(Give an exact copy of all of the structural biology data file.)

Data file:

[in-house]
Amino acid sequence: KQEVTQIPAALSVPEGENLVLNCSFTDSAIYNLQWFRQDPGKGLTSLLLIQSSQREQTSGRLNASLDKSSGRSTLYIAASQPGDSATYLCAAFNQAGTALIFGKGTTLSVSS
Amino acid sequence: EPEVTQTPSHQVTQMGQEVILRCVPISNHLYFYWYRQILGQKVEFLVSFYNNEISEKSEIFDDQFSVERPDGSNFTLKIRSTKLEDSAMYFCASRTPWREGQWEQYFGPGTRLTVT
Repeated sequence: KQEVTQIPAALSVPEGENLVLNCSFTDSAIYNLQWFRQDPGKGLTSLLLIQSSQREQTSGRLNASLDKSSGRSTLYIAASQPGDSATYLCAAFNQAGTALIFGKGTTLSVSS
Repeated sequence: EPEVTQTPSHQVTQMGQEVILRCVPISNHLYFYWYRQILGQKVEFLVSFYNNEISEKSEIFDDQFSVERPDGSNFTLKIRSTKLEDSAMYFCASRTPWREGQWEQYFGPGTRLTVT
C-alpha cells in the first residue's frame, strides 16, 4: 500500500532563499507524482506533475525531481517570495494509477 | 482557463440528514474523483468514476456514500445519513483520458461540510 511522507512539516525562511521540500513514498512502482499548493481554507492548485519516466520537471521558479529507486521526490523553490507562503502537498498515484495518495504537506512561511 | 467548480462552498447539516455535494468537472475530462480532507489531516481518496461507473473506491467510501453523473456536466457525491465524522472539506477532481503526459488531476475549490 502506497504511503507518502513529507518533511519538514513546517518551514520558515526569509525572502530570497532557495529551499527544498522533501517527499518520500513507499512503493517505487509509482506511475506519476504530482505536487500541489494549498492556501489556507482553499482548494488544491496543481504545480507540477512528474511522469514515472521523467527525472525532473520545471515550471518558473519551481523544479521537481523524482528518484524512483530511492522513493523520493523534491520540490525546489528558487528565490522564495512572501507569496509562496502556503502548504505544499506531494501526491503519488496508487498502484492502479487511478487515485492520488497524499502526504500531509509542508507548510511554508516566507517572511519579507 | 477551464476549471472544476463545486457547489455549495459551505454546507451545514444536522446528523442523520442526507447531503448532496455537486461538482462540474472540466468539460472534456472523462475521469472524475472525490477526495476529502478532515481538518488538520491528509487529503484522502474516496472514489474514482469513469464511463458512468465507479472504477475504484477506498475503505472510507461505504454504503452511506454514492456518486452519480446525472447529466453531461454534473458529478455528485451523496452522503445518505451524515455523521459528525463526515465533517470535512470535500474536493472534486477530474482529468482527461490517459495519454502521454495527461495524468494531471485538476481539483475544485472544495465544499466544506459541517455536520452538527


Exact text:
[in-house]
Amino acid sequence: KQEVTQIPAALSVPEGENLVLNCSFTDSAIYNLQWFRQDPGKGLTSLLLIQSSQREQTSGRLNASLDKSSGRSTLYIAASQPGDSATYLCAAFNQAGTALIFGKGTTLSVSS
Amino acid sequence: EPEVTQTPSHQVTQMGQEVILRCVPISNHLYFYWYRQILGQKVEFLVSFYNNEISEKSEIFDDQFSVERPDGSNFTLKIRSTKLEDSAMYFCASRTPWREGQWEQYFGPGTRLTVT
Repeated sequence: KQEVTQIPAALSVPEGENLVLNCSFTDSAIYNLQWFRQDPGKGLTSLLLIQSSQREQTSGRLNASLDKSSGRSTLYIAASQPGDSATYLCAAFNQAGTALIFGKGTTLSVSS
Repeated sequence: EPEVTQTPSHQVTQMGQEVILRCVPISNHLYFYWYRQILGQKVEFLVSFYNNEISEKSEIFDDQFSVERPDGSNFTLKIRSTKLEDSAMYFCASRTPWREGQWEQYFGPGTRLTVT
C-alpha cells in the first residue's frame, strides 16, 4: 500500500532563499507524482506533475525531481517570495494509477 | 482557463440528514474523483468514476456514500445519513483520458461540510 511522507512539516525562511521540500513514498512502482499548493481554507492548485519516466520537471521558479529507486521526490523553490507562503502537498498515484495518495504537506512561511 | 467548480462552498447539516455535494468537472475530462480532507489531516481518496461507473473506491467510501453523473456536466457525491465524522472539506477532481503526459488531476475549490 502506497504511503507518502513529507518533511519538514513546517518551514520558515526569509525572502530570497532557495529551499527544498522533501517527499518520500513507499512503493517505487509509482506511475506519476504530482505536487500541489494549498492556501489556507482553499482548494488544491496543481504545480507540477512528474511522469514515472521523467527525472525532473520545471515550471518558473519551481523544479521537481523524482528518484524512483530511492522513493523520493523534491520540490525546489528558487528565490522564495512572501507569496509562496502556503502548504505544499506531494501526491503519488496508487498502484492502479487511478487515485492520488497524499502526504500531509509542508507548510511554508516566507517572511519579507 | 477551464476549471472544476463545486457547489455549495459551505454546507451545514444536522446528523442523520442526507447531503448532496455537486461538482462540474472540466468539460472534456472523462475521469472524475472525490477526495476529502478532515481538518488538520491528509487529503484522502474516496472514489474514482469513469464511463458512468465507479472504477475504484477506498475503505472510507461505504454504503452511506454514492456518486452519480446525472447529466453531461454534473458529478455528485451523496452522503445518505451524515455523521459528525463526515465533517470535512470535500474536493472534486477530474482529468482527461490517459495519454502521454495527461495524468494531471485538476481539483475544485472544495465544499466544506459541517455536520452538527